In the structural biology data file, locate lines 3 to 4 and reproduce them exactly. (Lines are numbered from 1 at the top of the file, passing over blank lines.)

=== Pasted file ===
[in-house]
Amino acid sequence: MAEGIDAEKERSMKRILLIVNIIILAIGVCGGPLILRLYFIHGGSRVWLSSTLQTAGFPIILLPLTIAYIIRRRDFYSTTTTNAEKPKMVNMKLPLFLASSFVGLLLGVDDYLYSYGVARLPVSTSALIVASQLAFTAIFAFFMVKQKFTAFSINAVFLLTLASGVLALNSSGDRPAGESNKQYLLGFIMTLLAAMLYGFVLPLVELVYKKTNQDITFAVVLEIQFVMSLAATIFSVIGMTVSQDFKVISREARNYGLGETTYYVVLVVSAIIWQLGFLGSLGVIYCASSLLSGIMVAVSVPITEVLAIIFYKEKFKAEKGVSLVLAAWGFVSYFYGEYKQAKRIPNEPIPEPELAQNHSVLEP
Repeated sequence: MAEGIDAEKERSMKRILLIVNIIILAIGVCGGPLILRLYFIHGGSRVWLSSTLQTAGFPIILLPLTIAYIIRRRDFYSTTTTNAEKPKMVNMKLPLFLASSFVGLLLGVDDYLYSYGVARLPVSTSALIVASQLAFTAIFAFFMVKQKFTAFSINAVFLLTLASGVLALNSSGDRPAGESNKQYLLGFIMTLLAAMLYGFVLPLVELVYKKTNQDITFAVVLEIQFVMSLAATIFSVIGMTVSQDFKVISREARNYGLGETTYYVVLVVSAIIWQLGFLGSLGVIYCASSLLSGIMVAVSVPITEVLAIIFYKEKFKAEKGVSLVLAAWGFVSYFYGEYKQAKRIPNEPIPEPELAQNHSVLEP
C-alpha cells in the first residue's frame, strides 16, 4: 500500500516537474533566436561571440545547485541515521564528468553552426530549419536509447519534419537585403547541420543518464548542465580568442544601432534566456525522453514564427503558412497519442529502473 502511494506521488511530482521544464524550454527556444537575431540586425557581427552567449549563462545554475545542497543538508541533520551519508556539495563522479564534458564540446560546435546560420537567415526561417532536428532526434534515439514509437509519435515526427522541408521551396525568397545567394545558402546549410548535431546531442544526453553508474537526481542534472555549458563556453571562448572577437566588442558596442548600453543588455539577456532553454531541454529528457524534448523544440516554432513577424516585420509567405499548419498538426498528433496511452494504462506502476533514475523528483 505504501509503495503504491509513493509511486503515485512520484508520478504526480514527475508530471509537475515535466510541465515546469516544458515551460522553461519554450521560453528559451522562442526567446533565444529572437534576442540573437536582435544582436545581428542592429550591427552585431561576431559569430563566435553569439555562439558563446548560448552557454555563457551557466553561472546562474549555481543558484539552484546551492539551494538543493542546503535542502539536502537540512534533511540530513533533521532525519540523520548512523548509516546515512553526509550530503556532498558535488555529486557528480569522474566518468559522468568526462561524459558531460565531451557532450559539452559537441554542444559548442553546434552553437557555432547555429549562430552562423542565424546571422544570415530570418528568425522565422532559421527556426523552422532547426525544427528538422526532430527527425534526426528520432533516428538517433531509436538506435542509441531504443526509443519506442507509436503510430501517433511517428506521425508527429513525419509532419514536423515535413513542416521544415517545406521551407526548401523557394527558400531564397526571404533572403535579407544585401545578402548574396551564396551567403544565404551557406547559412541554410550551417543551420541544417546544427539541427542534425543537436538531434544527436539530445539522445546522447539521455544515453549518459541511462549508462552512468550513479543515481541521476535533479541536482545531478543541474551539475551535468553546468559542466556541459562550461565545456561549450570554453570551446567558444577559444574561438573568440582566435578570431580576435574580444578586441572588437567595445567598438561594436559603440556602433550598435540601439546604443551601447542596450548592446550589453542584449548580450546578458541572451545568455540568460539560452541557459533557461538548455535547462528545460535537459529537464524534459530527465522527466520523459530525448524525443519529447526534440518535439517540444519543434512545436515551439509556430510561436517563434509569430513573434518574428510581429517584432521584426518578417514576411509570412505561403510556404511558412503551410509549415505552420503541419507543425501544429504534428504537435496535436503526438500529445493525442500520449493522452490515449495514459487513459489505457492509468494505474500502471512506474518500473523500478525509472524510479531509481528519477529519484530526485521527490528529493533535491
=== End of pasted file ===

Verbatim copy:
Repeated sequence: MAEGIDAEKERSMKRILLIVNIIILAIGVCGGPLILRLYFIHGGSRVWLSSTLQTAGFPIILLPLTIAYIIRRRDFYSTTTTNAEKPKMVNMKLPLFLASSFVGLLLGVDDYLYSYGVARLPVSTSALIVASQLAFTAIFAFFMVKQKFTAFSINAVFLLTLASGVLALNSSGDRPAGESNKQYLLGFIMTLLAAMLYGFVLPLVELVYKKTNQDITFAVVLEIQFVMSLAATIFSVIGMTVSQDFKVISREARNYGLGETTYYVVLVVSAIIWQLGFLGSLGVIYCASSLLSGIMVAVSVPITEVLAIIFYKEKFKAEKGVSLVLAAWGFVSYFYGEYKQAKRIPNEPIPEPELAQNHSVLEP
C-alpha cells in the first residue's frame, strides 16, 4: 500500500516537474533566436561571440545547485541515521564528468553552426530549419536509447519534419537585403547541420543518464548542465580568442544601432534566456525522453514564427503558412497519442529502473 502511494506521488511530482521544464524550454527556444537575431540586425557581427552567449549563462545554475545542497543538508541533520551519508556539495563522479564534458564540446560546435546560420537567415526561417532536428532526434534515439514509437509519435515526427522541408521551396525568397545567394545558402546549410548535431546531442544526453553508474537526481542534472555549458563556453571562448572577437566588442558596442548600453543588455539577456532553454531541454529528457524534448523544440516554432513577424516585420509567405499548419498538426498528433496511452494504462506502476533514475523528483 505504501509503495503504491509513493509511486503515485512520484508520478504526480514527475508530471509537475515535466510541465515546469516544458515551460522553461519554450521560453528559451522562442526567446533565444529572437534576442540573437536582435544582436545581428542592429550591427552585431561576431559569430563566435553569439555562439558563446548560448552557454555563457551557466553561472546562474549555481543558484539552484546551492539551494538543493542546503535542502539536502537540512534533511540530513533533521532525519540523520548512523548509516546515512553526509550530503556532498558535488555529486557528480569522474566518468559522468568526462561524459558531460565531451557532450559539452559537441554542444559548442553546434552553437557555432547555429549562430552562423542565424546571422544570415530570418528568425522565422532559421527556426523552422532547426525544427528538422526532430527527425534526426528520432533516428538517433531509436538506435542509441531504443526509443519506442507509436503510430501517433511517428506521425508527429513525419509532419514536423515535413513542416521544415517545406521551407526548401523557394527558400531564397526571404533572403535579407544585401545578402548574396551564396551567403544565404551557406547559412541554410550551417543551420541544417546544427539541427542534425543537436538531434544527436539530445539522445546522447539521455544515453549518459541511462549508462552512468550513479543515481541521476535533479541536482545531478543541474551539475551535468553546468559542466556541459562550461565545456561549450570554453570551446567558444577559444574561438573568440582566435578570431580576435574580444578586441572588437567595445567598438561594436559603440556602433550598435540601439546604443551601447542596450548592446550589453542584449548580450546578458541572451545568455540568460539560452541557459533557461538548455535547462528545460535537459529537464524534459530527465522527466520523459530525448524525443519529447526534440518535439517540444519543434512545436515551439509556430510561436517563434509569430513573434518574428510581429517584432521584426518578417514576411509570412505561403510556404511558412503551410509549415505552420503541419507543425501544429504534428504537435496535436503526438500529445493525442500520449493522452490515449495514459487513459489505457492509468494505474500502471512506474518500473523500478525509472524510479531509481528519477529519484530526485521527490528529493533535491